Operating variables are variables that the operator can manipulate in an attempt to control the conditions within the bioreactor. The question of optimum operating strategies for the various bioreactor types is covered in the individual bioreactor chapters (Chaps. 6 to 11) and the modeling case studies (Chaps. 21 to 25). However, it is worthwhile to make some general comments here:
• Regardless of whether the air is blown forcefully through the bed or circulated around the bed, it is possible to control the flow rate, temperature, and humidity of the air supplied at the inlet to the bioreactor or chamber. The costs of supplying air will depend on the volumetric flow rate and the pressure drop in the bed, and the need to heat or refrigerate the air. Pressure drop will be discussed in Chap. 7, which deals with packed-bed bioreactors, since its importance is greatest for this type of bioreactor.
• The conditions in the surroundings of the bioreactor can be controlled. The bio-reactor may be placed in a room or other location where the air temperature, humidity, and circulation are controlled. Alternatively, the bioreactor may be fitted with a water jacket. The flow rate and temperature of the cooling water at the inlet of the jacket can be controlled. Note that if the desired air or water temperatures are different from the temperatures at which they are available, either cooling or heating will be necessary, which entails extra costs.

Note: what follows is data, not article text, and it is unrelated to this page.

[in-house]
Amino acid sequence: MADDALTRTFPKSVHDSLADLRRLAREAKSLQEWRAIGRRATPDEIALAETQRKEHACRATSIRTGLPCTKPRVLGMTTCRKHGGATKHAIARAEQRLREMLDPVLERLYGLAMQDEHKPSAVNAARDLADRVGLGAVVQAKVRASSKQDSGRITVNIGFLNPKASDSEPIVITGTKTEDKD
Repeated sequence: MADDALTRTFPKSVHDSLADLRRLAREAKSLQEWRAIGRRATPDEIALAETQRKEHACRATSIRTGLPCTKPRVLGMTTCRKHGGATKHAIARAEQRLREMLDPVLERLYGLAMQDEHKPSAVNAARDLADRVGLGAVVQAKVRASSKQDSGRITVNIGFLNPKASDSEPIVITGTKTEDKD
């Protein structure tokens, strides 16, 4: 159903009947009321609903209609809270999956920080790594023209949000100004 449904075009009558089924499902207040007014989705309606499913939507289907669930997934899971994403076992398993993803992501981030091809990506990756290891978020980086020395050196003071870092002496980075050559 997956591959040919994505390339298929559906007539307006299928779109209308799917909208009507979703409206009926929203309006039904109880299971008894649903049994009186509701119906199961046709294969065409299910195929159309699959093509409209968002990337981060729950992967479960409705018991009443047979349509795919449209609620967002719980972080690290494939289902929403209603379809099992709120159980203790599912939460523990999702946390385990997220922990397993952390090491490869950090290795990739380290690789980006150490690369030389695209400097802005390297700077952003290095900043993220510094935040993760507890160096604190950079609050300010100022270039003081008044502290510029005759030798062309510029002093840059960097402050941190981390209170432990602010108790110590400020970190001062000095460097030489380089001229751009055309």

• Additions can be made to beds that are mixed, even if only intermittently; for example, water can be sprayed onto the bed during mixing.
• In beds that are mixed, it is possible to control the frequency, duration, and intensity (i.e., revolutions per minute of the agitator) of the mixing.
Given the difficulties in controlling the conditions in SSF bioreactors, which were mentioned in Chap. 2 and are discussed in more detail in Chap. 5, it is not a simple matter to maintain the bed conditions at the optimum values for growth and product formation by manipulating these operating variables. The aim therefore is to select combinations of operating conditions that make the best balance in:
• minimizing deviations from the optimum temperature;
• minimizing damage to the organism;
• minimizing deviations of the bed water activity from the optimum value;
• maximizing the supply of O2 to the particle surface.
Chapters 6 to 11 will give some idea of what we already know about how to do this for the various bioreactor types. It must be stressed that, although our knowledge is increasing, it is as yet far from complete.
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